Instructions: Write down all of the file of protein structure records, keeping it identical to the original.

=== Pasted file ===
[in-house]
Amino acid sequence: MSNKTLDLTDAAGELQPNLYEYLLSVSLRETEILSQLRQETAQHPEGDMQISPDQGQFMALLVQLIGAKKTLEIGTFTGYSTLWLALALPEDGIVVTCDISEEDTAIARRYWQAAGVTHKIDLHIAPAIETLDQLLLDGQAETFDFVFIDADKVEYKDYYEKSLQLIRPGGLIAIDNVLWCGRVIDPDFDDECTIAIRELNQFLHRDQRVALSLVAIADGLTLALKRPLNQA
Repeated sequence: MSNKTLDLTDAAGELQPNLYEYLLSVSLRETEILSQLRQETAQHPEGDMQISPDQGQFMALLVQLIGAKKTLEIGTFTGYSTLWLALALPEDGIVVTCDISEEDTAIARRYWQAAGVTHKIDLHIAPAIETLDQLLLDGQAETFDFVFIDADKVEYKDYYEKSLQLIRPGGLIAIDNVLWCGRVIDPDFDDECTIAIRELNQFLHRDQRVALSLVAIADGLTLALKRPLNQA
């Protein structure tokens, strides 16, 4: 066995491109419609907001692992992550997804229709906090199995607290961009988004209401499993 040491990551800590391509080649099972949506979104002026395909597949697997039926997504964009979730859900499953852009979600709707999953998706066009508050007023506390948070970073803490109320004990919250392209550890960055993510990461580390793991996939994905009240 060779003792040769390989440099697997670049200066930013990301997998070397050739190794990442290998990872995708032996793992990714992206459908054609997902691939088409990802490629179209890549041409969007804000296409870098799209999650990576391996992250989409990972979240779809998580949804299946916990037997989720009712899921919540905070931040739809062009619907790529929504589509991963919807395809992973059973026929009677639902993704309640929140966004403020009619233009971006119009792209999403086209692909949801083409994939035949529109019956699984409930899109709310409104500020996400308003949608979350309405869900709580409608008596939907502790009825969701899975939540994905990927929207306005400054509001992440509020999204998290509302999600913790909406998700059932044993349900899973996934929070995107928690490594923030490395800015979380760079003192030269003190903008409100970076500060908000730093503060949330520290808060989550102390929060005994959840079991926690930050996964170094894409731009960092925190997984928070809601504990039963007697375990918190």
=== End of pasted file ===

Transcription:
[in-house]
Amino acid sequence: MSNKTLDLTDAAGELQPNLYEYLLSVSLRETEILSQLRQETAQHPEGDMQISPDQGQFMALLVQLIGAKKTLEIGTFTGYSTLWLALALPEDGIVVTCDISEEDTAIARRYWQAAGVTHKIDLHIAPAIETLDQLLLDGQAETFDFVFIDADKVEYKDYYEKSLQLIRPGGLIAIDNVLWCGRVIDPDFDDECTIAIRELNQFLHRDQRVALSLVAIADGLTLALKRPLNQA
Repeated sequence: MSNKTLDLTDAAGELQPNLYEYLLSVSLRETEILSQLRQETAQHPEGDMQISPDQGQFMALLVQLIGAKKTLEIGTFTGYSTLWLALALPEDGIVVTCDISEEDTAIARRYWQAAGVTHKIDLHIAPAIETLDQLLLDGQAETFDFVFIDADKVEYKDYYEKSLQLIRPGGLIAIDNVLWCGRVIDPDFDDECTIAIRELNQFLHRDQRVALSLVAIADGLTLALKRPLNQA
């Protein structure tokens, strides 16, 4: 066995491109419609907001692992992550997804229709906090199995607290961009988004209401499993 040491990551800590391509080649099972949506979104002026395909597949697997039926997504964009979730859900499953852009979600709707999953998706066009508050007023506390948070970073803490109320004990919250392209550890960055993510990461580390793991996939994905009240 060779003792040769390989440099697997670049200066930013990301997998070397050739190794990442290998990872995708032996793992990714992206459908054609997902691939088409990802490629179209890549041409969007804000296409870098799209999650990576391996992250989409990972979240779809998580949804299946916990037997989720009712899921919540905070931040739809062009619907790529929504589509991963919807395809992973059973026929009677639902993704309640929140966004403020009619233009971006119009792209999403086209692909949801083409994939035949529109019956699984409930899109709310409104500020996400308003949608979350309405869900709580409608008596939907502790009825969701899975939540994905990927929207306005400054509001992440509020999204998290509302999600913790909406998700059932044993349900899973996934929070995107928690490594923030490395800015979380760079003192030269003190903008409100970076500060908000730093503060949330520290808060989550102390929060005994959840079991926690930050996964170094894409731009960092925190997984928070809601504990039963007697375990918190």